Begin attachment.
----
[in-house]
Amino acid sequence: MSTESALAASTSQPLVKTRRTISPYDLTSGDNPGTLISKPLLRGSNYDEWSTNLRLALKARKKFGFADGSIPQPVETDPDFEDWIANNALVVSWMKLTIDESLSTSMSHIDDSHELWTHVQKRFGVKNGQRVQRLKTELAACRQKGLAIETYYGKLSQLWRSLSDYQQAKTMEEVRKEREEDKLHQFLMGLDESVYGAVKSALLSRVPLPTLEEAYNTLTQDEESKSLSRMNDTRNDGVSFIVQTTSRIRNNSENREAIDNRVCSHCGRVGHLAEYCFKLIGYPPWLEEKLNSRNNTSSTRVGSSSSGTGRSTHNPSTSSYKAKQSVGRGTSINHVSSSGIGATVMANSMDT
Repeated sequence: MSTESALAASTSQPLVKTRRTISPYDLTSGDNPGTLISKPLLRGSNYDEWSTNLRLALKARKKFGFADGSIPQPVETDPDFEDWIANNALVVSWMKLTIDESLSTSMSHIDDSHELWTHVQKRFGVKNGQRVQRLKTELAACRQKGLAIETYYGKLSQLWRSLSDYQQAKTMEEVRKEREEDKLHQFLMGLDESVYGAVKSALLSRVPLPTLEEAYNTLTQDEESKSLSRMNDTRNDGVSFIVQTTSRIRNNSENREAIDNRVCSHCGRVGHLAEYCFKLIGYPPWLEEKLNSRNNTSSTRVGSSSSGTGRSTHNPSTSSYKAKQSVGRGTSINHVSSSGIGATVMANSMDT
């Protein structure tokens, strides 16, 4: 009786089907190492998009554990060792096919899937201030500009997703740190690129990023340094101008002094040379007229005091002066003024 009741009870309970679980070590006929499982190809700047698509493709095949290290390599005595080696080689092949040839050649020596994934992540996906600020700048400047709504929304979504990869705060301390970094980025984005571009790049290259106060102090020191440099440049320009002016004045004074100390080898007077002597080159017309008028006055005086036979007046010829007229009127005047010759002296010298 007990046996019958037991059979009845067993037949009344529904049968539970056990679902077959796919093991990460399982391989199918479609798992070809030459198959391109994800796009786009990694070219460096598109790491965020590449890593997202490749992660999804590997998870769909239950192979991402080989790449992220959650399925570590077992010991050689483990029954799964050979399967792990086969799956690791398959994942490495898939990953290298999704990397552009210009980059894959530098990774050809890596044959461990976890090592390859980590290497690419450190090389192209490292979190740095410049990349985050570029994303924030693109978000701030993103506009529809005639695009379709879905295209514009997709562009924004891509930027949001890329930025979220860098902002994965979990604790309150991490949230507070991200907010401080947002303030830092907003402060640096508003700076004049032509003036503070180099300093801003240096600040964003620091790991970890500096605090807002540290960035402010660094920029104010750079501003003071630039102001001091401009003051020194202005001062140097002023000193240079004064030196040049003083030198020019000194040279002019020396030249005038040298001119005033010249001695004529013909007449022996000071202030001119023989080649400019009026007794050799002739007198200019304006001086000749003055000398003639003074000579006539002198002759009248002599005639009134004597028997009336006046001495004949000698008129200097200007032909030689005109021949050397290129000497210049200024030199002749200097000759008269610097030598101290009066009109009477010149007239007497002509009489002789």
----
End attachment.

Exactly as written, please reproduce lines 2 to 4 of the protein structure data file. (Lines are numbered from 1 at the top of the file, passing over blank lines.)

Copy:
Amino acid sequence: MSTESALAASTSQPLVKTRRTISPYDLTSGDNPGTLISKPLLRGSNYDEWSTNLRLALKARKKFGFADGSIPQPVETDPDFEDWIANNALVVSWMKLTIDESLSTSMSHIDDSHELWTHVQKRFGVKNGQRVQRLKTELAACRQKGLAIETYYGKLSQLWRSLSDYQQAKTMEEVRKEREEDKLHQFLMGLDESVYGAVKSALLSRVPLPTLEEAYNTLTQDEESKSLSRMNDTRNDGVSFIVQTTSRIRNNSENREAIDNRVCSHCGRVGHLAEYCFKLIGYPPWLEEKLNSRNNTSSTRVGSSSSGTGRSTHNPSTSSYKAKQSVGRGTSINHVSSSGIGATVMANSMDT
Repeated sequence: MSTESALAASTSQPLVKTRRTISPYDLTSGDNPGTLISKPLLRGSNYDEWSTNLRLALKARKKFGFADGSIPQPVETDPDFEDWIANNALVVSWMKLTIDESLSTSMSHIDDSHELWTHVQKRFGVKNGQRVQRLKTELAACRQKGLAIETYYGKLSQLWRSLSDYQQAKTMEEVRKEREEDKLHQFLMGLDESVYGAVKSALLSRVPLPTLEEAYNTLTQDEESKSLSRMNDTRNDGVSFIVQTTSRIRNNSENREAIDNRVCSHCGRVGHLAEYCFKLIGYPPWLEEKLNSRNNTSSTRVGSSSSGTGRSTHNPSTSSYKAKQSVGRGTSINHVSSSGIGATVMANSMDT
């Protein structure tokens, strides 16, 4: 009786089907190492998009554990060792096919899937201030500009997703740190690129990023340094101008002094040379007229005091002066003024 009741009870309970679980070590006929499982190809700047698509493709095949290290390599005595080696080689092949040839050649020596994934992540996906600020700048400047709504929304979504990869705060301390970094980025984005571009790049290259106060102090020191440099440049320009002016004045004074100390080898007077002597080159017309008028006055005086036979007046010829007229009127005047010759002296010298 007990046996019958037991059979009845067993037949009344529904049968539970056990679902077959796919093991990460399982391989199918479609798992070809030459198959391109994800796009786009990694070219460096598109790491965020590449890593997202490749992660999804590997998870769909239950192979991402080989790449992220959650399925570590077992010991050689483990029954799964050979399967792990086969799956690791398959994942490495898939990953290298999704990397552009210009980059894959530098990774050809890596044959461990976890090592390859980590290497690419450190090389192209490292979190740095410049990349985050570029994303924030693109978000701030993103506009529809005639695009379709879905295209514009997709562009924004891509930027949001890329930025979220860098902002994965979990604790309150991490949230507070991200907010401080947002303030830092907003402060640096508003700076004049032509003036503070180099300093801003240096600040964003620091790991970890500096605090807002540290960035402010660094920029104010750079501003003071630039102001001091401009003051020194202005001062140097002023000193240079004064030196040049003083030198020019000194040279002019020396030249005038040298001119005033010249001695004529013909007449022996000071202030001119023989080649400019009026007794050799002739007198200019304006001086000749003055000398003639003074000579006539002198002759009248002599005639009134004597028997009336006046001495004949000698008129200097200007032909030689005109021949050397290129000497210049200024030199002749200097000759008269610097030598101290009066009109009477010149007239007497002509009489002789």